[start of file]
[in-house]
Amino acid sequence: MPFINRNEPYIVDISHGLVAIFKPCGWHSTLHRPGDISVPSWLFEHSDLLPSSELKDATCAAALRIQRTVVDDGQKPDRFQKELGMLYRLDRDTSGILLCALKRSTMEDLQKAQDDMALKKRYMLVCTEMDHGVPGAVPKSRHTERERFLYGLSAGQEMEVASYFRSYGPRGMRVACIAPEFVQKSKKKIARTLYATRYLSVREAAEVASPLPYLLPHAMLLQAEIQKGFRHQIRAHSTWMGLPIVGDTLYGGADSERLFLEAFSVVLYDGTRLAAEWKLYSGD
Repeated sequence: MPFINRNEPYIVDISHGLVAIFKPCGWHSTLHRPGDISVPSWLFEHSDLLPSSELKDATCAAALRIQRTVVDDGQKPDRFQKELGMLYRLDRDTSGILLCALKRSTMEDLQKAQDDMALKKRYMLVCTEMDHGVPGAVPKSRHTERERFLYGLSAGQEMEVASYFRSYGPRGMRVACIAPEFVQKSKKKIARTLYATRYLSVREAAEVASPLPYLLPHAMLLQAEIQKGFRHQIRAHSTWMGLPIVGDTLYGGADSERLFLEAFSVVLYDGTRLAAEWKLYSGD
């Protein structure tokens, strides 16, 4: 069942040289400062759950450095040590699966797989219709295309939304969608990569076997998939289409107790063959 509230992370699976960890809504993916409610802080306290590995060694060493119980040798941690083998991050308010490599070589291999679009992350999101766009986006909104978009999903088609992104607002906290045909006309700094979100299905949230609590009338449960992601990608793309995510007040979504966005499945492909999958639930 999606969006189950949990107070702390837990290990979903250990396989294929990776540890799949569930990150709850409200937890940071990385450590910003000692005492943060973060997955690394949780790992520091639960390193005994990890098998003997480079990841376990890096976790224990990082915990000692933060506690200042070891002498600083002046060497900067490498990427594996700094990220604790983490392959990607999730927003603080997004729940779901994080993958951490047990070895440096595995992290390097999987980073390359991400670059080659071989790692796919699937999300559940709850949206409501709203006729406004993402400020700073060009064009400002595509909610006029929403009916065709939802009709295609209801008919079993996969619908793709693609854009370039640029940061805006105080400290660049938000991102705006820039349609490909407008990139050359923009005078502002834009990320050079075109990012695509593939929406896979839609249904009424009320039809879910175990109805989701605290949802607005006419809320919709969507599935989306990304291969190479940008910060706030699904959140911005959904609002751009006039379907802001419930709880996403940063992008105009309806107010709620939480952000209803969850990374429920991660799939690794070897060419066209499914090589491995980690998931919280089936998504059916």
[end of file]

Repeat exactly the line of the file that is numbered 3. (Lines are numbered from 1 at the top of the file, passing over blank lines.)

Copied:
Repeated sequence: MPFINRNEPYIVDISHGLVAIFKPCGWHSTLHRPGDISVPSWLFEHSDLLPSSELKDATCAAALRIQRTVVDDGQKPDRFQKELGMLYRLDRDTSGILLCALKRSTMEDLQKAQDDMALKKRYMLVCTEMDHGVPGAVPKSRHTERERFLYGLSAGQEMEVASYFRSYGPRGMRVACIAPEFVQKSKKKIARTLYATRYLSVREAAEVASPLPYLLPHAMLLQAEIQKGFRHQIRAHSTWMGLPIVGDTLYGGADSERLFLEAFSVVLYDGTRLAAEWKLYSGD